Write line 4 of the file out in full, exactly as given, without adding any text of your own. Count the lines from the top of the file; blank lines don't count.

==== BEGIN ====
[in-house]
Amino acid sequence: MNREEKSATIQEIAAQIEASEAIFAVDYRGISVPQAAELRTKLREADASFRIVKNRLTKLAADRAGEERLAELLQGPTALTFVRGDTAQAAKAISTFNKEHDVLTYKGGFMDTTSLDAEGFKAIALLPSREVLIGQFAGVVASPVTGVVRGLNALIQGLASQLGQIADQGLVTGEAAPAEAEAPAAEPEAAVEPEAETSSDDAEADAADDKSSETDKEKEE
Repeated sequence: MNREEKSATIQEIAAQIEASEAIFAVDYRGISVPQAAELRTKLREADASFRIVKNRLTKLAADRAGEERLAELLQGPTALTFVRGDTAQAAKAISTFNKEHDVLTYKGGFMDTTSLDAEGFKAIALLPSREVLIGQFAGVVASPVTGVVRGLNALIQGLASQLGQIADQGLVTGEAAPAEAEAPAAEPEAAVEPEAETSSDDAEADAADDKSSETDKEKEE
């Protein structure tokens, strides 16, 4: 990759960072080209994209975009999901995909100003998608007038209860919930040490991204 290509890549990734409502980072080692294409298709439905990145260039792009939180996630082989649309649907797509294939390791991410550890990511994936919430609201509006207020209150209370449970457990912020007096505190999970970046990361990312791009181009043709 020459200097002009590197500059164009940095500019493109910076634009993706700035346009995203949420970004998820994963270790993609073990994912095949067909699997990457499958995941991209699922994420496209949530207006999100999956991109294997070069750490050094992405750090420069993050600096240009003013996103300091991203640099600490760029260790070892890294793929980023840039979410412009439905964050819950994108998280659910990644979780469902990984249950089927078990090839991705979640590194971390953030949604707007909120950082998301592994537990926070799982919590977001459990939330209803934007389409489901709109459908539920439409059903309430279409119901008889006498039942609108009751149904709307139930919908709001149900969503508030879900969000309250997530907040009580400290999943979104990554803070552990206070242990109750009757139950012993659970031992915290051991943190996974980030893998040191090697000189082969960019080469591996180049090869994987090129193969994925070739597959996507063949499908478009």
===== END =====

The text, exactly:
């Protein structure tokens, strides 16, 4: 990759960072080209994209975009999901995909100003998608007038209860919930040490991204 290509890549990734409502980072080692294409298709439905990145260039792009939180996630082989649309649907797509294939390791991410550890990511994936919430609201509006207020209150209370449970457990912020007096505190999970970046990361990312791009181009043709 020459200097002009590197500059164009940095500019493109910076634009993706700035346009995203949420970004998820994963270790993609073990994912095949067909699997990457499958995941991209699922994420496209949530207006999100999956991109294997070069750490050094992405750090420069993050600096240009003013996103300091991203640099600490760029260790070892890294793929980023840039979410412009439905964050819950994108998280659910990644979780469902990984249950089927078990090839991705979640590194971390953030949604707007909120950082998301592994537990926070799982919590977001459990939330209803934007389409489901709109459908539920439409059903309430279409119901008889006498039942609108009751149904709307139930919908709001149900969503508030879900969000309250997530907040009580400290999943979104990554803070552990206070242990109750009757139950012993659970031992915290051991943190996974980030893998040191090697000189082969960019080469591996180049090869994987090129193969994925070739597959996507063949499908478009």